Android, Fragmented? Probably not as much as you think

Android, Fragmented? Probably not as much as you think

One of Androids biggest criticisms is the fragmentation of the mobile operating system. Cupcake was the very first version released in 2009 and we are now on our seventh iteration of our favourite dessert named mobile operating system – Jelly Bean (released in July 2012).

Google have just released some interesting statistics which shows that 86.9% of devices are using only three versions of the main releases of Android – Gingerbread, Ice Cream Sandwich and Jelly Bean. Unsurprisingly no devices are operating off of Cupcake but 0.2% of devices are still using Donut which was released in September 2009.

To give you a clearer picture of what is happening you can take a look at the following pie chart which is based on the number of Android devices that accessed Google Play within a 14-day period ending on the 3rd January 2013.

Android fragmentation chart

The breakdown of the current Android fragmentation is detailed here:
  • Donut (version 1.6) – 0.2%
  • Eclair (version 2.1) – 2.4%
  • Froyo (version 2.2) – 9.0%
  • Gingerbread (version 2.3 to 2.3.7) –  47.6%
  • Honeycomb (version 3.1/3.2) – 1.5%
  • Ice Cream Sandwich (version 4.0.3 – 4.0.4) 29.1%
  • JellyBean (version 4.1/4.2) – 10.2%

So what does all of this tell us? Well, Android isn’t as fragmented as we are led to believe by many people in the mobile / technology arena, okay it isn’t perfect but the very nature of Android is what has allowed it to grow so quickly and become the most used mobile operating system in the world. Personally I use both Android and iOS – and see strengths and weaknesses in both operating systems, however where Apple once led the way I now feel that iOS is starting to become tired and bloated whereas Android is ever-evolving. The next 12 months could be very exciting……………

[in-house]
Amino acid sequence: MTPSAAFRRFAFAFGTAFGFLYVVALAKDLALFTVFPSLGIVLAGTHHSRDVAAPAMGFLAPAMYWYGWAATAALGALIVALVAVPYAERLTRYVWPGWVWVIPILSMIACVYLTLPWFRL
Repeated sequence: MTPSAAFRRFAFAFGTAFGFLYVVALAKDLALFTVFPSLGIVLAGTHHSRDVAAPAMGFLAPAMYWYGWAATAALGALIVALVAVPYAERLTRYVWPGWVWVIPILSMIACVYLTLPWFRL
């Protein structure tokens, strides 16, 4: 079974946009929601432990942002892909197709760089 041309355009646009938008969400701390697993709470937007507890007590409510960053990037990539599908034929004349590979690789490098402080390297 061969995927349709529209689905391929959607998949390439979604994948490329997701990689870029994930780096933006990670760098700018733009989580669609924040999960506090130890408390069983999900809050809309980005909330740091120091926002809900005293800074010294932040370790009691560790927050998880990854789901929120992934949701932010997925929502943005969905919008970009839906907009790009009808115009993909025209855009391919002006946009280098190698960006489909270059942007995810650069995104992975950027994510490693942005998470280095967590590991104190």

For the full article please visit the Android developers site here: Android versions

One Response to “Android, Fragmented? Probably not as much as you think”
  1. Not quite.

    On a gross OS revision level, things have improved somewhat, true. However, you’ve still got virtually half of your devices on a version that’s at a minimum two and a half years old. That’s two and a half years worth of improvements and enhancements that developers can’t take advantage of without dividing their potential customer base in half.

    Add on the that who-knows-how-many device form factors, screen sizes, and other hardware variations, not to mention an additional who-knows-how-many variations of OEM “UX enhancements”, carrier modifications, etc.

    There’s still plenty of fragmentation out there, and Google still pays out half what Apple pays out to developers.

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